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Not A Patch On 'Rounds'.
on 1 February 2010
All the way back in 2003 London born Kieran Hebden released the wondeful album 'Rounds' under his alias Four Tet. It was a remarkble record from the former member of Fridge and it paved the way for many other 'Folk-tronica' albums to be released(checkout 'Homesongs' by Adem for another example of how this music is best performed). Since then he has released the luke-warm 2005 album 'Everything Ecstatic', the decent e.p 'Ringer' in 2008 and various rewarding collabarations with jazz drummer Steve Reid and dubstep legend Burial. This is his fifth album under the name Four Tet and is mainly reliable & comfortable but with flashes of the greatness that he is certainly capable of.
The album starts with the quite frankly unremarkable 'Angel Echoes' in which over a fairly simple beat we hear a female voice repeat the name of the album over and over again, it does have a certain beauty in it's simpleness and that would be fine if the rest of the record was'nt otherwise cosy and over-familiar. Songs such as 'Circling' and 'Reversing' are equally unremarkable and seem to sit too much within Hebden's comfort zone to ever stir any emotion or make you seriously stand up and take any notice. This may be seen as heresy by some, but I don't really care all that much for the 9 minute single 'Love Cry' either, it would certainly be one of the weaker tracks off the aforementioned masterpeice 'Rounds'.
Well thats the bad bit out of the way and up to this point it may seem that I have a real dislike for the record, that is not the case. The double shot that is tracks 5 & 6 ('Sing' and 'This Unfolds' respectivly) are superb additions to hebden's catalouge. The former sounds like a club classic being played backwards with a wonderful little guitar lick in the centre and lots of weird voices appearing from out the dark. 'This Unfolds' is quite simply Four Tet at his finest with a mesmerising, droning drum beat layered with a lonely guitar and weird keyboard noises, it all combines to create a wonderful 8 minutes of dream-like music. Sadly Hebden leaves maybe the albums strongest song to last. 'She Just Likes To Fight' is music to be listened to with big headphones and to lose youself within. it comes across a little like a slow paced Mogwai track but there is so much going on underneath the main beats it's a struggle to appreciate it in your first sitting, I especially love the synths that appear with about a minute and a half remaining.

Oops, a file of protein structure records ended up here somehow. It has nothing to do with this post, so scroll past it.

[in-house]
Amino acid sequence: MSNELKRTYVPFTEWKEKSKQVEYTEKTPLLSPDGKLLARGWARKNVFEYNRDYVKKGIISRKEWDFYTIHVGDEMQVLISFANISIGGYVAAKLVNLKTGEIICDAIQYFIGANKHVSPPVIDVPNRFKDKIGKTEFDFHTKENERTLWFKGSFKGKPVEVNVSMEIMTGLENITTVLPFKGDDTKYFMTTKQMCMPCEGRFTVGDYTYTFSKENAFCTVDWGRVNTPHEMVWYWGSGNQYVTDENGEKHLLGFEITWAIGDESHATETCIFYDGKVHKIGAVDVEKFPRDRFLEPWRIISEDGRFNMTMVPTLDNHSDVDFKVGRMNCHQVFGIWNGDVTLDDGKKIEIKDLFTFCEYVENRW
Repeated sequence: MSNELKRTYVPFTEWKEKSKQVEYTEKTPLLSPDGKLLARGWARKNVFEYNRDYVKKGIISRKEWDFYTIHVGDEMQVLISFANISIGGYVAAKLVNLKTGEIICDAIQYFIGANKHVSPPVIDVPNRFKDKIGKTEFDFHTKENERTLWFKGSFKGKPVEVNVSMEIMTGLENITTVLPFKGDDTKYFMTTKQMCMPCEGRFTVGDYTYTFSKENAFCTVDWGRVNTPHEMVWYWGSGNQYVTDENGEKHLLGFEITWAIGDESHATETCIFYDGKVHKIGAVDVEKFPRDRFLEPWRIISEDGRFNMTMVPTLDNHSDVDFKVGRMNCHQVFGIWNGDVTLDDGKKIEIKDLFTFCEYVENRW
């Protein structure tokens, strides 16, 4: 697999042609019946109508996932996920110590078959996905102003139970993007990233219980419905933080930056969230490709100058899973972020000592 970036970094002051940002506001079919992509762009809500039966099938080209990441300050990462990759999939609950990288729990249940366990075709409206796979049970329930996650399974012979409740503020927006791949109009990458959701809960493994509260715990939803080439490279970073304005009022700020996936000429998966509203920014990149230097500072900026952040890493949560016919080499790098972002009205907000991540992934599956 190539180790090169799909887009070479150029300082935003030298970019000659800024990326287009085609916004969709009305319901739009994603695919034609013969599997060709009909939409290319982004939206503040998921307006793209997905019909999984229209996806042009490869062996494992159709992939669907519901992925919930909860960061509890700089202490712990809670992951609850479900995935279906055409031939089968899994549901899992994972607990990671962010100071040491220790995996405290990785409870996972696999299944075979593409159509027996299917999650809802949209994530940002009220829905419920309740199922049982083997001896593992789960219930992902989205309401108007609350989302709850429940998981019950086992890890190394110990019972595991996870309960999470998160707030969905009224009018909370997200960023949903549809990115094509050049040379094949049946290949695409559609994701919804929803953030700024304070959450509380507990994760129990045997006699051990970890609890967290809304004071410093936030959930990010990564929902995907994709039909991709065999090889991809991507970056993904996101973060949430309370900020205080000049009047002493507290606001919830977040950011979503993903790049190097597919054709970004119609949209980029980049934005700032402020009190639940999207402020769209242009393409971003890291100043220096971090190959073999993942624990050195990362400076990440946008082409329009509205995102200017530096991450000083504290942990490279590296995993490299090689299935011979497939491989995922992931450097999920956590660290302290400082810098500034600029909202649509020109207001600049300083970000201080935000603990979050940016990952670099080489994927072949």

So in summary I'd say this is a reliable, comfy and sometimes inspired release from the Londoner, I just hope that he goes away and comes back in a year or two with an album to really challenge the supremecy of 'Rounds', now that would be something to cherish.